Yes, that voice. It reflected the Chicago that Scott knew. It was a product of his friends and his values, and it had humor and dignity and an occasionally wicked needle.
"Booyah!" he would yell.
No one had ever uttered, "Booyah!" on network television before, and some weren't entirely comfortable with it. It was, well, too much street.
It was also brilliant, both in its simplicity and its use. It could be used to define a moment of celebration. On the other hand, if you were the guy on the receiving end of one of those Kobe Bryant jams, "Booyah!" was an instant of humiliation.
Scott knew it, too. He was precise with the way he used language. He crafted it and polished it. It's just that he made it sound so natural.
Just call him butter 'cuz he's on a roll.
Scott was absolutely convinced there was an audience out there who wanted something else. He was the guy city kids knew. He spoke for them and to them. He represented diversity and so much more.
"I was part of the conversation, which I wasn't before," said ESPN's Jay Harris, who is, like Scott, black.
Reaction? ESPN was flooded with it -- both positive and negative. The amazing thing is, Scott never wavered. He believed there was room for someone who didn't sound like the others.
You ain't got to go home, but you got to get the heck up outta here.
From the moment he walked onto the set at ESPN in 1993, Scott's voice and style set him apart. He gained a following, too, a huge one. Saturday Night Live once did a parody of him, the ultimate honor.
"He didn't just push the envelope," said Dan Patrick. "He bulldozed it."
There were plenty of people who told ESPN to pull him off the air, that his act wasn't proper. But there were millions who loved the guy, loved the way he used the language and the way he made them laugh. He was one of the unique voices -- Keith Olbermann, Patrick, Stephen A. Smith, etc. -- who have made ESPN what it is today. There was room for all of them, as different as they all are.
"He had a strong conviction in who he wanted to be," ESPN's Suzy Kolber said. "[He spoke to a] segment of the audience that hadn't been represented. He nailed it."
Scott understood what he'd accomplished when he'd be on assignment and hear how those catchphrases would be screamed back at him, how fans clearly were enjoying his SportsCenter words as much as the plays he was describing.
He interviewed Michael Jordan and Tiger Woods at various points in his career, as well as Presidents Bill Clinton and Barack Obama. He mattered to a world beyond sports.
"His presence catapulted that show and himself to another stratosphere," ESPN executive Norby Williamson said.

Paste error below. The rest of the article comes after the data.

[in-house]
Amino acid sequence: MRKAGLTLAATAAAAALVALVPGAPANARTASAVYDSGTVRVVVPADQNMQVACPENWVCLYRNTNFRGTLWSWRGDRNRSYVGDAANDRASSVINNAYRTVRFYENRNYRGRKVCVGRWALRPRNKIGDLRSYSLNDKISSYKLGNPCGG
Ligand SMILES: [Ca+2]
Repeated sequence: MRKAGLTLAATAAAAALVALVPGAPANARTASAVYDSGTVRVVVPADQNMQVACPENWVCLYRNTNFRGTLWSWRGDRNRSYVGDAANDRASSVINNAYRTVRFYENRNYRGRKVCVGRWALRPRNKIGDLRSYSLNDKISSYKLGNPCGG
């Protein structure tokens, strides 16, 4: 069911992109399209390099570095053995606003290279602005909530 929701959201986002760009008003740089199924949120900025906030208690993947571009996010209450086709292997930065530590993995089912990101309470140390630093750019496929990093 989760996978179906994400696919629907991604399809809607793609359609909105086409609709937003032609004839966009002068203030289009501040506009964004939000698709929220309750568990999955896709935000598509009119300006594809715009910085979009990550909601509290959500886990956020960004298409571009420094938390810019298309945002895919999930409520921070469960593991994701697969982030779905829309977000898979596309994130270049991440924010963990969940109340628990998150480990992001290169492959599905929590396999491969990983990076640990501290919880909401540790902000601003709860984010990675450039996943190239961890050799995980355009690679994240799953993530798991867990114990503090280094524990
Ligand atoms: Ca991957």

Like gravy on a biscuit, it's all good!
As for the criticism, he was good with that, too. He thrived on it, seemed energized by it. He knew that he had found something that touched people, that touched their emotions on an assortment of levels.
As cool as the other side of the pillow.
Scott began his fight against cancer in November 2007. His indomitable will and relentless spirit would be tested in a way it never had before. He continued to work, continued to grace his colleagues with his dignity, humor and warmth. In his toughest fight, he became a bright and shining light for thousands of others.
Will this chapter of his life be his ultimate legacy? He had shown courage and determination to rise to the highest levels of his profession. Maybe all that was a prelude to the real fight, his seven years of pain and fear, surgery and suffering.
Late in his life, he would say that he was determined to live for his two daughters, now 19 and 15. He said he couldn't bear the thought of not being with them. He kept working and vowed this fight would be waged on his terms. ESPN anchor Steve Levy said he would watch Scott catching naps during commercial breaks, trying to convince his body to keep going.
"It just killed me to see him like that," Levy said.
And yet he did keep going, determinedly.
"He didn't know what stage he was at -- and didn't want to know," ESPN executive Vince Doria said. "He wanted to live his life. He was determined not to let his illness define him."
When Scott rose from his hospital bed in July to be honored at the ESPYS, he was thin and gaunt. His co-workers worried about his being able to deliver in front of the cameras one more time. He did, in arguably his finest hour.
"When you die, it doesn't mean you lose to cancer," said Scott. "You beat cancer by how you live, why you live and in the manner in which you live."